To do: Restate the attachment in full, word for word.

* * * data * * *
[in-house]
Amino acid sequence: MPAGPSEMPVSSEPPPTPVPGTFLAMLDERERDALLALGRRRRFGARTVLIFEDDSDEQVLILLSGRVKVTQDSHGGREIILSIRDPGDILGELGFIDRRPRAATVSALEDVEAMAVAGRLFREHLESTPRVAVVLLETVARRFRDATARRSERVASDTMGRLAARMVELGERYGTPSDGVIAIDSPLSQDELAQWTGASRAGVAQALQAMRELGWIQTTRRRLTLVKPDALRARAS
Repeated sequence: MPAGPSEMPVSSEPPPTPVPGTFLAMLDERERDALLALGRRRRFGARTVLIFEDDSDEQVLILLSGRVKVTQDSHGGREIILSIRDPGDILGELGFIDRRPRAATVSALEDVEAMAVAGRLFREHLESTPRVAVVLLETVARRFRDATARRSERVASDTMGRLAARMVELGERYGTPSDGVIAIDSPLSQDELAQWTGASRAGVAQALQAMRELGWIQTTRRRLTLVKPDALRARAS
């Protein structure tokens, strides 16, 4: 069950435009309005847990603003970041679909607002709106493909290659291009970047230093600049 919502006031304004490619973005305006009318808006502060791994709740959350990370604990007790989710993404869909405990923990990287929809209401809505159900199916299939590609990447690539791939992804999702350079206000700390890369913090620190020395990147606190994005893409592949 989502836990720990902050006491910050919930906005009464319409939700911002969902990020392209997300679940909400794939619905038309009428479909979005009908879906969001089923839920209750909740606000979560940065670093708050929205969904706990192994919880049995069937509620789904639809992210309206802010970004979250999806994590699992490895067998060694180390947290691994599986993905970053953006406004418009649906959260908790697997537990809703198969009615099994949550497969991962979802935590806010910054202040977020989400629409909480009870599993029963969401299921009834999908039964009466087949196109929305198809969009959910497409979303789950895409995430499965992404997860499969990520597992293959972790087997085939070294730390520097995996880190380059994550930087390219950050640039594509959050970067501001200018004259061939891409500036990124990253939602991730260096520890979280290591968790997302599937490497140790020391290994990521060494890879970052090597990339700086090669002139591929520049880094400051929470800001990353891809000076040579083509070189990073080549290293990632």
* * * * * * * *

[in-house]
Amino acid sequence: MPAGPSEMPVSSEPPPTPVPGTFLAMLDERERDALLALGRRRRFGARTVLIFEDDSDEQVLILLSGRVKVTQDSHGGREIILSIRDPGDILGELGFIDRRPRAATVSALEDVEAMAVAGRLFREHLESTPRVAVVLLETVARRFRDATARRSERVASDTMGRLAARMVELGERYGTPSDGVIAIDSPLSQDELAQWTGASRAGVAQALQAMRELGWIQTTRRRLTLVKPDALRARAS
Repeated sequence: MPAGPSEMPVSSEPPPTPVPGTFLAMLDERERDALLALGRRRRFGARTVLIFEDDSDEQVLILLSGRVKVTQDSHGGREIILSIRDPGDILGELGFIDRRPRAATVSALEDVEAMAVAGRLFREHLESTPRVAVVLLETVARRFRDATARRSERVASDTMGRLAARMVELGERYGTPSDGVIAIDSPLSQDELAQWTGASRAGVAQALQAMRELGWIQTTRRRLTLVKPDALRARAS
């Protein structure tokens, strides 16, 4: 069950435009309005847990603003970041679909607002709106493909290659291009970047230093600049 919502006031304004490619973005305006009318808006502060791994709740959350990370604990007790989710993404869909405990923990990287929809209401809505159900199916299939590609990447690539791939992804999702350079206000700390890369913090620190020395990147606190994005893409592949 989502836990720990902050006491910050919930906005009464319409939700911002969902990020392209997300679940909400794939619905038309009428479909979005009908879906969001089923839920209750909740606000979560940065670093708050929205969904706990192994919880049995069937509620789904639809992210309206802010970004979250999806994590699992490895067998060694180390947290691994599986993905970053953006406004418009649906959260908790697997537990809703198969009615099994949550497969991962979802935590806010910054202040977020989400629409909480009870599993029963969401299921009834999908039964009466087949196109929305198809969009959910497409979303789950895409995430499965992404997860499969990520597992293959972790087997085939070294730390520097995996880190380059994550930087390219950050640039594509959050970067501001200018004259061939891409500036990124990253939602991730260096520890979280290591968790997302599937490497140790020391290994990521060494890879970052090597990339700086090669002139591929520049880094400051929470800001990353891809000076040579083509070189990073080549290293990632």